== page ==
1928 - Alderson High School - 1968


Chapter 10 FRW Memories
   “The Riots”
John McCurdy “05



            In 1970 the Alderson Prison experienced the first Riot in its nearly fifty year history.

            The permissive atmosphere of the 60’s and 70’s had led Alderson, and indeed, many prisons throughout the country to experiment with new and unproven theory’s about incarceration, inmate freedoms and rehabilitation. Alderson was no different. A permissive program, whether in the home, or anywhere else, is always the easiest way, until the time when it becomes obvious that one has to become a little more controlling. That’s when the difficulties begin, with resistance ranging from mere foot-dragging to complete rebellion!

            You recall, I’m sure, the Attica Riot in New York State in which several officer hostages and a number of inmates lost their lives. It has been dissected by amateurs and professionals ad nauseam and no answers have as yet been found. The Alderson Prison was also in a permissive mode. A group of inmates asked the Warden for permission to hold an outdoor memorial service for the inmates killed at Attica! Instead of a Memorial Service, under the religious guidance of the institution's Chaplains, and in memory of both the staff and the inmates killed in that senseless and tragic episode at Attica, the Warden permitted the demonstration, (for that it what it quickly turned into), to be held!

            When rain began to fall that cool evening, the leaders of the vigil asked the Warden if they could move the memorial service into the recently vacated building that had, until recently, housed the Garment Factory. The Warden and the Executive Staff again said, “Yes”! With no restraints from the Executive Staff, (who really had no experience with anything such as this), the situation quickly deteriorated from a problem into a crisis! The Inmates, in small groups soon began leaving the Garment Factory, and going to their quarters, returning with blankets, mattresses and food-stuffs to sustain themselves, for what they obviously intended to be a long time!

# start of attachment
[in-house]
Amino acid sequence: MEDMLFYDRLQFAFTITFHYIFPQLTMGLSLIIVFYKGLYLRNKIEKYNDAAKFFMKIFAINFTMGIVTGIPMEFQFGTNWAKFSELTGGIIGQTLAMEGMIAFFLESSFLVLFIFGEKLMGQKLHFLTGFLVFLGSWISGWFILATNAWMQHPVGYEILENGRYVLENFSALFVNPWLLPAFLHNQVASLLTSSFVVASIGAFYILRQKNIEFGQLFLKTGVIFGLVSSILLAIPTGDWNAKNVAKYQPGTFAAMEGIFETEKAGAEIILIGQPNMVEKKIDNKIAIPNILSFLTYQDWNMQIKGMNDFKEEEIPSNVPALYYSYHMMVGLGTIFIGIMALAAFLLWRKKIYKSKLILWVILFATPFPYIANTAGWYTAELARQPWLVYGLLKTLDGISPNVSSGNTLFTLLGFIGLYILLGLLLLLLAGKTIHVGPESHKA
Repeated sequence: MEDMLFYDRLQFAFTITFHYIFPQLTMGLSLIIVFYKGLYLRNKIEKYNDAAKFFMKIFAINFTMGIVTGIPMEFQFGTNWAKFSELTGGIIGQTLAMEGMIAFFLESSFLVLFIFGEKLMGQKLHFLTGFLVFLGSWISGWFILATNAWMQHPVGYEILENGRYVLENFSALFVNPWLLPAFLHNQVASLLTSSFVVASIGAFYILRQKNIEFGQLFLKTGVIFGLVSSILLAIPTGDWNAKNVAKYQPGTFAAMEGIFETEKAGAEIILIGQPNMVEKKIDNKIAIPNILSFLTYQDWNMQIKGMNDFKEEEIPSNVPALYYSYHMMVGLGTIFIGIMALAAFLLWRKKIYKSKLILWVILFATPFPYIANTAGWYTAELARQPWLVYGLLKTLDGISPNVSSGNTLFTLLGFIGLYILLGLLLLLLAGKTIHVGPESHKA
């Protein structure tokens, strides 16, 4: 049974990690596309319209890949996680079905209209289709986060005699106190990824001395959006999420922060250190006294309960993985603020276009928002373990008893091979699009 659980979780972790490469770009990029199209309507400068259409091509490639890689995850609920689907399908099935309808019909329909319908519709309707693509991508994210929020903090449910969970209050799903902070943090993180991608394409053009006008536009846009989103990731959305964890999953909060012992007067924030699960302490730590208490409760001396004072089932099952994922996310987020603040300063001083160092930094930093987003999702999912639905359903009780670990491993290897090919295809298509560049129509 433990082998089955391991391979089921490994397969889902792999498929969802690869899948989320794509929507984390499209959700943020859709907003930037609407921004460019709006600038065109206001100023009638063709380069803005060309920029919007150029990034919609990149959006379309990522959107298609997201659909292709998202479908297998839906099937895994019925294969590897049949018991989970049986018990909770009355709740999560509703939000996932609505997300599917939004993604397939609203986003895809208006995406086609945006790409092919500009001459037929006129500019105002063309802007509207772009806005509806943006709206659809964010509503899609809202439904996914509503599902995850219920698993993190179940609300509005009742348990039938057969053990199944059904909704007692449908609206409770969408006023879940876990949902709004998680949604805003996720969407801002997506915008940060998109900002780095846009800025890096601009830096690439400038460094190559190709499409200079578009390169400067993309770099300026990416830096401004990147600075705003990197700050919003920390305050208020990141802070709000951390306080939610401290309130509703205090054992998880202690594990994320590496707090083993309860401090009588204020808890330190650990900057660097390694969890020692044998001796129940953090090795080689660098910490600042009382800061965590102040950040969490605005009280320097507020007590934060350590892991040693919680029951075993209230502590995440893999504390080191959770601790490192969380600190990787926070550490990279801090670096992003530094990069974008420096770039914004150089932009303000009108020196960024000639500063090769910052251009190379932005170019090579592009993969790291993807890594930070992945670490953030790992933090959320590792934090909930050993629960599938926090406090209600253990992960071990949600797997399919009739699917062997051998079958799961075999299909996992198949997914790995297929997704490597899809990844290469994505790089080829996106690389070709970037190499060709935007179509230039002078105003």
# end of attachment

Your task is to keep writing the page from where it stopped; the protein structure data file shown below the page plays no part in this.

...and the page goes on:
The few members of the staff with some experience in such situations were not listened to when they advocated immediate, even if necessary, forcible action, to remove the inmates and escort them back to their cottages, knowing, quite well, that with the cold rain falling the inmates would not remain outside!  Their advice was not taken. Over the next few days, while several abortive attempts were made to resolve the situation, in the absence of effective leadership from the Executive Staff, nothing was accomplished.

            After much too long, the Bureau of Prisons Central Office was informed that the situation at Alderson was out-of-hand and that this institution was unable to resolve it!

          That night, the Riot Control Squads from several nearby Federal Prisons began to arrive, including Ashland, KY., Petersburg, VA., and the Youth Center in Morgantown. My younger brother was a member of the Petersburg Squad.

          The Executive Staff at Alderson did not know how to handle situations like the one they faced.  They simply did not realize that quick, decisive action was needed until it was much too late.  The
Ashland and Petersburg Control Teams reportedly were asked by the Warden not to wear their protective gear of helmets, face-masks, vests and above all not to carry their Riot Batons for fear of scaring the inmates! They were asked to go into the building and bring the inmates out without any of their protective equipment! One of the squad members asked the Warden, in my presence, if common sense had taken leave!  Shortly afterward the Warden was relieved of duty by Mason Holley and Floyd Arnold of the Bureau of Prisons Central Office; returning only after the situation was resolved!

            Two officers had already been assigned to each Cottage to supervise the inmates who had not joined the Riot. On the third day, only after the arrival of two bus loads of Control Teams from the Lewisburg Penitentiary, were the actions that led to the end of the riot began.  The Alderson officers in the Cottages were joined by a Control Team member from Lewisburg. The next morning the Prison Buses drove up to the front of the cottage's and as the inmates involved in the riot were identified by Alderson Staff, they were loaded into the buses!  

 Other inmates not yet in the custody of the Control Teams, such as those remaining in the Old Garment Factory began to break windows and inflict as much damage as they could on the interior of the cottages, they also began going into other cottages than their own and hiding. After calling for all inmates to vacate the buildings, CS gas was introduced into the buildings and the remainder of the inmates came out.